• Do not sit on side- or rear-facing benches when the RV is moving. “Car seats and booster seats are only approved for use in a forward-facing vehicle seat using either a seat belt to attach it or the lower anchor attachment,” Dr. Hoffman said.
  • Choose an RV that meets Federal Motor Vehicle Safety Standard 208. These RVs have type 2 (lap and shoulder) belts in all forward-facing seating positions. Type 1 belts (lap only) are not safe for children.
  • Tow the RV or drive a second car. If there aren’t enough safe seating positions for everyone, bring a second vehicle or rent a tow-behind style RV.
  • Don’t distract the driver. Drivers must focus on the road. RVs have a longer stopping distance, maneuver differently and take longer to avoid road hazards.
  • Remember the laws of physics. “It’s a house on wheels, and there’s a ton of stuff,” Dr. Hoffman said. “If a vehicle is moving 60 mph, everything inside the vehicle is moving 60 mph, including the passengers, the blender and everything else. If you’re unrestrained at any point, you’re a potential human missile.” RVs also are prone to rolling over, the most dangerous type of crash, Dr. Hoffman said.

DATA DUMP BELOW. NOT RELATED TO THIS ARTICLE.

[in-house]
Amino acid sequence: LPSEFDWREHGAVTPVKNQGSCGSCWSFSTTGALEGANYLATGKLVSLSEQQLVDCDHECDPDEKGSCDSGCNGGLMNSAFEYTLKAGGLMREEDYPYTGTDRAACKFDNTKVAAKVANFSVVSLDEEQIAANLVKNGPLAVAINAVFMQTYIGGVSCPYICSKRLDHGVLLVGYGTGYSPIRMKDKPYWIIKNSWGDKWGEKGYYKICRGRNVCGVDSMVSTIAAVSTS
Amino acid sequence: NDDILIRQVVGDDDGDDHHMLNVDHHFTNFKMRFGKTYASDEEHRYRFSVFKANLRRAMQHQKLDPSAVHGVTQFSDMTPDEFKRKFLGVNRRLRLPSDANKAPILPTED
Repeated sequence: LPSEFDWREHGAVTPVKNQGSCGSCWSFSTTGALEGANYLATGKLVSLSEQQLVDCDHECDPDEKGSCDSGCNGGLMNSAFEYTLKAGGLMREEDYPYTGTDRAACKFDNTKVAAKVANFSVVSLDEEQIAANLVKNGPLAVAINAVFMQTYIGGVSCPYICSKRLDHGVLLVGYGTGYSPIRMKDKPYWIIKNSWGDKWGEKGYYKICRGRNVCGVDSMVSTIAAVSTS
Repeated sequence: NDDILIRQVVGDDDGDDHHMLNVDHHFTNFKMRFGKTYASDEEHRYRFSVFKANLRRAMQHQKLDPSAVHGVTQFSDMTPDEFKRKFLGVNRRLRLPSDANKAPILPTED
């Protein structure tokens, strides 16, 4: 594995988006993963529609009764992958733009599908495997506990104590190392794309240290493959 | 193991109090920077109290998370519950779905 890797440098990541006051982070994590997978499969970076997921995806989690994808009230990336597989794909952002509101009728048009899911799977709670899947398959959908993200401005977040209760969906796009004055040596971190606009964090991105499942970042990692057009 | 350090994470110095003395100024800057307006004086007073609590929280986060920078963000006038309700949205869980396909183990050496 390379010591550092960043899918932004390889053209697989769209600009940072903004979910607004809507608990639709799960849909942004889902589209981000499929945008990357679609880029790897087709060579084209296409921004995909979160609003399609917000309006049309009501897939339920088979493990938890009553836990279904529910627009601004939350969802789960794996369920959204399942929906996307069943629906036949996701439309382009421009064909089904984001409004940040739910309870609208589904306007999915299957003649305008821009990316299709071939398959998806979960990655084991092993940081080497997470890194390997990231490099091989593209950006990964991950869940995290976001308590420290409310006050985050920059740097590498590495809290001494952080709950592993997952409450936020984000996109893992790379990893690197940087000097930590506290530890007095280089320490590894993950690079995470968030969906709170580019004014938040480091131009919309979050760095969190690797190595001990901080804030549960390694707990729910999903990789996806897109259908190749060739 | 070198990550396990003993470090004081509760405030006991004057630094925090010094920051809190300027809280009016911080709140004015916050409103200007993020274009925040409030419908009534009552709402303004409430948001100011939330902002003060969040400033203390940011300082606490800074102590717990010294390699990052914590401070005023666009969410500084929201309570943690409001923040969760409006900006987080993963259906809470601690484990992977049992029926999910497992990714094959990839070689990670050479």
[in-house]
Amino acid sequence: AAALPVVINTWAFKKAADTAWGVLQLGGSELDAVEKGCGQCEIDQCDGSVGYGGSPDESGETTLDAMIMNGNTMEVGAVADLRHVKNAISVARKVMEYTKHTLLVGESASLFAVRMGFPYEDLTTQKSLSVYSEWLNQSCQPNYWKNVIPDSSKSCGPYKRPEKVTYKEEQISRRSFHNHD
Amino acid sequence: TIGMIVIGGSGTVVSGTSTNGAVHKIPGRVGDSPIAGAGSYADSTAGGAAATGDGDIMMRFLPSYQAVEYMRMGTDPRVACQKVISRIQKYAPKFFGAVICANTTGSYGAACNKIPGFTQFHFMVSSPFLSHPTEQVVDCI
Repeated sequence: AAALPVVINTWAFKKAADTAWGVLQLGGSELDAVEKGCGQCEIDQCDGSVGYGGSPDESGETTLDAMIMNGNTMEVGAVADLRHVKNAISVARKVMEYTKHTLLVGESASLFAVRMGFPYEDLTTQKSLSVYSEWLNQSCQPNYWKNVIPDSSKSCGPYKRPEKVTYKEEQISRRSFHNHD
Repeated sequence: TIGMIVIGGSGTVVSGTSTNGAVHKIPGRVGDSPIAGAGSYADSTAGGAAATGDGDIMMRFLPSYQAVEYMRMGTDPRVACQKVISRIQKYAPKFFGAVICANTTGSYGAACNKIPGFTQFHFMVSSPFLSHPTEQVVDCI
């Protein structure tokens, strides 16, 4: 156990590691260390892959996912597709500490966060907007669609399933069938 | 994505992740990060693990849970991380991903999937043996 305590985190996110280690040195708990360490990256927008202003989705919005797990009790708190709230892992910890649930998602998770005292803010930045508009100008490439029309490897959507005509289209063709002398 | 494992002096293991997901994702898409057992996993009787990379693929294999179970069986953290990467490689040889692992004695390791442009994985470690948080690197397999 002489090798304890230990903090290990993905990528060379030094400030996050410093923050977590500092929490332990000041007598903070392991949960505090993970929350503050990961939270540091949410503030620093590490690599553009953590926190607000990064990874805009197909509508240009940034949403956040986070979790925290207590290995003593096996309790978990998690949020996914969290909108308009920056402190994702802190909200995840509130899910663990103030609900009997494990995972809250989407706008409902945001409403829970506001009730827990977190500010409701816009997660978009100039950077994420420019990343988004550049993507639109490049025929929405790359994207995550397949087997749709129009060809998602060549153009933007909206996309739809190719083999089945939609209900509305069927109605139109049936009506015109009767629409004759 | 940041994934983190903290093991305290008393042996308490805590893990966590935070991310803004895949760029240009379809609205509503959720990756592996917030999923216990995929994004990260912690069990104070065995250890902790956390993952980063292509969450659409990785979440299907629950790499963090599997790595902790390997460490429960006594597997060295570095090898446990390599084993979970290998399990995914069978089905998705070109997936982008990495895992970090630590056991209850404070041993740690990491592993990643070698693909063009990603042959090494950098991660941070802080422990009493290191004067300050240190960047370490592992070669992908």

“Parents should strive to be just as safe with their kids in the RV and do exactly what they would do in their passenger vehicle in that RV.”

5. On the Go

Prevent Child Deaths in Hot Cars

Prevent Child Deaths in Hot Cars

​A child left in a hot car–or who gets into an unlocked vehicle unnoticed–can die of heat stroke very quickly. Dozens of U.S. children lose their lives this way each year. But these tragedies can be prevented.

Here is what parents need to know about the danger of hot cars, and steps they can take to help keep their children safe.

Facts about hot cars & heat stroke

  • Heat stroke is the leading cause of non-crash, vehicle-related deaths in children under 15. Heat stroke happens when the body is not able to cool itself quickly enough.
  • A child’s body heats up three to five times faster than an adult’s does.
    • When left in a hot car, a child’s major organs begin to shut down when his temperature reaches 104 degrees Fahrenheit (F).
    • A child can die when his temperature reaches 107 degrees F.
  • Cars heat up quickly! In just 10 minutes, a car can heat up 20 degrees F.
  • Cracking a window and/or air conditioning does little to keep it cool once the car is turned off.
  • Heat stroke can happen when the outside temperature is as low as 57 degrees F.